Shortlist for 2017 ALCS Educational Writers' Award

14 November 2017

We are delighted to reveal the six books that have been shortlisted for the 2017 ALCS Educational Writers’ Award, this year focusing on the 5-11 age group.

The winner will receive a cheque for £2,000 and will be presented with their award at the All Party Writers Group (APWG) Winter Reception at the House of Commons on Tuesday 5th December.

This year’s shortlist includes:

SECRETS OF THE SEA by Kate Baker, illustrated by Eleanor Taylor (Big Picture Press / Templar)

This lavishly illustrated, large format book takes young readers on a journey of discovery from rock pools along the shoreline, to the deepest, darkest depths of the ocean to uncover an incredible, and rarely seen world.


Our judges said: Taking its readers on a diving experience to discover the wonders of the deep blue sea, this book has a well-written and accessible text which will appeal to a wide range of ages, and beautiful artwork which brings the marine world to life.


FLUTTERING MINIBEAST ADVENTURES by Jess French, illustrated by Jonathan Woodward and paper engineering by Keith Finch (Red Shed / Egmont)

Find out how caterpillars change into beautiful butterflies, pond dip for baby dragonflies, and then continue the journey with the pop and play minibeast model which awaits the reader at the end of this colourful book. Each adventure is full of facts and activities that encourage children to explore the world around them.

Our judges said: A bright, inviting and informative book, clearly written without being patronising. Its magical ideas are superbly laid out, with accessible text that will appeal to younger and early readers. 


GENIUS! THE MOST ASTONISHING INVENTIONS OF ALL TIME by Deborah Kespert, designed by Karen Wilks (Thames & Hudson)

From Archimedes’ machine for carrying water uphill, to Tim Berners-Lee’s creation of the World-Wide Web, here are gripping stories of brilliant brave inventors who dared think the unthinkable and do the impossible, and so helped create our 21st century world.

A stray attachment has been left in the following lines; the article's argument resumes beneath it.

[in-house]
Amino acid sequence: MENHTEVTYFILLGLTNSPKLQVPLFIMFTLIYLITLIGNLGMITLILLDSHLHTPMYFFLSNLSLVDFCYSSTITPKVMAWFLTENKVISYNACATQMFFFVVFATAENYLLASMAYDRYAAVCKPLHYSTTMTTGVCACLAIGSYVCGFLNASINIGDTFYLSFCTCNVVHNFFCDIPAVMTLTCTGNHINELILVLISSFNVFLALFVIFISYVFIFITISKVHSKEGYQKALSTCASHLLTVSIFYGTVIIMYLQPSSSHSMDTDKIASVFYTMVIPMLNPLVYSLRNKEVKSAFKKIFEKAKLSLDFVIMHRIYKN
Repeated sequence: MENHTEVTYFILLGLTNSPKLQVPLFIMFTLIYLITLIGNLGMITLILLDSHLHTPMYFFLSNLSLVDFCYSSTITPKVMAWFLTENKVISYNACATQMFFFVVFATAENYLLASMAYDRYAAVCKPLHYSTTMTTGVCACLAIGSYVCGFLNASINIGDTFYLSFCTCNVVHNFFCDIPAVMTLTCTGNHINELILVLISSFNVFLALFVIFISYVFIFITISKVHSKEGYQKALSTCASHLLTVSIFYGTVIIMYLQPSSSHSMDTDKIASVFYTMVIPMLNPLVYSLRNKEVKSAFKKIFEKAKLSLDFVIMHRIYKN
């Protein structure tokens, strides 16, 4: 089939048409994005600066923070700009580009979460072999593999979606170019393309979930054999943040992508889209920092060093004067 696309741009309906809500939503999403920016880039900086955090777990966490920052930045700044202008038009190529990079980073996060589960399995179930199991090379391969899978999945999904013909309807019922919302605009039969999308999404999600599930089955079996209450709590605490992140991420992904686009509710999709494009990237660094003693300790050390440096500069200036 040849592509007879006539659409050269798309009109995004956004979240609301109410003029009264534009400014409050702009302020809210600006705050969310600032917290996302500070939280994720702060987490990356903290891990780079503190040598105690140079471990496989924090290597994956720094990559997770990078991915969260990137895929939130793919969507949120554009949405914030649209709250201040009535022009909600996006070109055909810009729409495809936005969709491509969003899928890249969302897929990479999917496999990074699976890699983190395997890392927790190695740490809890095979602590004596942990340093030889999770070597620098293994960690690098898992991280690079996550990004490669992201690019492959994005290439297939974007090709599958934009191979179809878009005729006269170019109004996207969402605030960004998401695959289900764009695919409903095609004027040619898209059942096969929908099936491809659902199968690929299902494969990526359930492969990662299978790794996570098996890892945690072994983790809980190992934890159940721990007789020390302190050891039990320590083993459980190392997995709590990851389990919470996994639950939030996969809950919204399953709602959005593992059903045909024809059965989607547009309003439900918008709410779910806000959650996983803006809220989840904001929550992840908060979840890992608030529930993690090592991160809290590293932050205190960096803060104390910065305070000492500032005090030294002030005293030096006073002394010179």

Our judges said: Full of interesting information enlivened with beautiful photographs, drawings and paintings, this is a fascinating book which ranges across technologies and across time, with a varied approach which will appeal equally to early, and more advanced readers. 


HOW TO CODE IN 10 EASY LESSONS by Sean McManus, illustrated by Venitia Dean (QED Publishing / Quarto)

Teaching young readers how to design and code their very own computer games, this book gives readers the ten essential skills to get started.



Our judges said: Providing a lively way into an exciting new subject for all age groups, this book approaches complex ideas with both humour, and beautiful clarity. Full of handy tips and easy-to-understand instructions, it succeeds in making coding a fun activity for both boys and girls.


TREE OF WONDER: The Many Marvelous Lives of a Rainforest Tree by Kate Messner, illustrated by Simona Mulazzani (Chronicle Books)

Deep in the forest, in the warm-wet green, who makes their homes in the almendro tree? Count each and every creature as life multiplies again and again in this vibrant and lush book about the rainforest. 


Our judges said: Based on the wonderful idea that a single tree supports thousands of lives, this is an attractive and layered picture book with two kinds of text; a simple text about one kind of animal associated with the tree, with more detailed information about that animal alongside.  Its brilliant use of numeracy activities, and its gorgeous illustrations will encourage lots of questions.


THE BOOK OF BEES by Wojciech Grajkowski, illustrated by Piotr Soscha and translated by Agnes Monod-Gayraud (Thames & Hudson) 

Who survived being stung by 2443 bees? What does a beekeeper actually do? How do bees communicate? This epic encyclopaedic book illustrated by popular Polish cartoonist, Piotr Socha (and son of a beekeeper!) tracks bumble bees from the age of the dinosaurs to their current plight, examining the role bees have played throughout history and in the rest of the natural world.


Our judges said: A beautifully and wittily illustrated compendium of information all about bees and their interconnectedness with the world. Broad in its themes and containing lots of humour, it takes in the ancient Greeks and Egyptians, entymology, botany, the Bible, design, technology and much more.



Now in its tenth year, the Educational Writers’ Award was established in 2008 by the Authors’ Licensing & Collecting Society (ALCS) and the Society of Authors (SoA) “to celebrate educational writing that inspires creativity and encourages students to read widely and build up their understanding of a subject beyond the requirements of exam specifications”. The 2016 winner was This is Not a Maths Book: A Smart Art Activity Book, written by Anna Weltman, and illustrated by Edward Cheverton and Ivan Hissey.

This year’s judges are Marion Le Lannou, Mike Reeves and Annemarie Young.

View the full press release here.